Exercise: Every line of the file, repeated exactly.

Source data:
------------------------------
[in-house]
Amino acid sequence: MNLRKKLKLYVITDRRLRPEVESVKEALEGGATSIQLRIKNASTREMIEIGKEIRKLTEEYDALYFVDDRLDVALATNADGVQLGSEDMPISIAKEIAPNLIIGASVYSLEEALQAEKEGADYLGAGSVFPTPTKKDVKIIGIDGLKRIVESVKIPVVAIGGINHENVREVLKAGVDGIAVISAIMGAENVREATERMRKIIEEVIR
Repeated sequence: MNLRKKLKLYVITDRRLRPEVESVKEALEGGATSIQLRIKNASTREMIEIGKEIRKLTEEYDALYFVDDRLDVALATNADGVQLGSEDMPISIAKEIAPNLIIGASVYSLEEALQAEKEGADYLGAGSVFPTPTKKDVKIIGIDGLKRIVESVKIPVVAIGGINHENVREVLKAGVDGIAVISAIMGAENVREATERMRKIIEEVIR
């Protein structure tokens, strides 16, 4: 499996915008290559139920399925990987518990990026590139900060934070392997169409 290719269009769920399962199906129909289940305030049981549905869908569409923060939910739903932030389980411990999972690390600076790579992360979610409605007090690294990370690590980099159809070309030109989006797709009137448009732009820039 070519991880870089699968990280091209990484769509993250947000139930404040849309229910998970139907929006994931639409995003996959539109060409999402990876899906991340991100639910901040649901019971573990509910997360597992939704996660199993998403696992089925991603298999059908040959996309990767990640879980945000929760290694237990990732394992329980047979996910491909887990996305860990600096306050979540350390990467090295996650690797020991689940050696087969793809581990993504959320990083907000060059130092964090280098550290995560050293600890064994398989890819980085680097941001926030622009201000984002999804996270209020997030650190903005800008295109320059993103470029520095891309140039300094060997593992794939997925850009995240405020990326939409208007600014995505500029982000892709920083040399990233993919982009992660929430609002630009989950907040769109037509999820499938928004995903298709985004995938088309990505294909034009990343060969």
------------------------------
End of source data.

[in-house]
Amino acid sequence: MNLRKKLKLYVITDRRLRPEVESVKEALEGGATSIQLRIKNASTREMIEIGKEIRKLTEEYDALYFVDDRLDVALATNADGVQLGSEDMPISIAKEIAPNLIIGASVYSLEEALQAEKEGADYLGAGSVFPTPTKKDVKIIGIDGLKRIVESVKIPVVAIGGINHENVREVLKAGVDGIAVISAIMGAENVREATERMRKIIEEVIR
Repeated sequence: MNLRKKLKLYVITDRRLRPEVESVKEALEGGATSIQLRIKNASTREMIEIGKEIRKLTEEYDALYFVDDRLDVALATNADGVQLGSEDMPISIAKEIAPNLIIGASVYSLEEALQAEKEGADYLGAGSVFPTPTKKDVKIIGIDGLKRIVESVKIPVVAIGGINHENVREVLKAGVDGIAVISAIMGAENVREATERMRKIIEEVIR
């Protein structure tokens, strides 16, 4: 499996915008290559139920399925990987518990990026590139900060934070392997169409 290719269009769920399962199906129909289940305030049981549905869908569409923060939910739903932030389980411990999972690390600076790579992360979610409605007090690294990370690590980099159809070309030109989006797709009137448009732009820039 070519991880870089699968990280091209990484769509993250947000139930404040849309229910998970139907929006994931639409995003996959539109060409999402990876899906991340991100639910901040649901019971573990509910997360597992939704996660199993998403696992089925991603298999059908040959996309990767990640879980945000929760290694237990990732394992329980047979996910491909887990996305860990600096306050979540350390990467090295996650690797020991689940050696087969793809581990993504959320990083907000060059130092964090280098550290995560050293600890064994398989890819980085680097941001926030622009201000984002999804996270209020997030650190903005800008295109320059993103470029520095891309140039300094060997593992794939997925850009995240405020990326939409208007600014995505500029982000892709920083040399990233993919982009992660929430609002630009989950907040769109037509999820499938928004995903298709985004995938088309990505294909034009990343060969």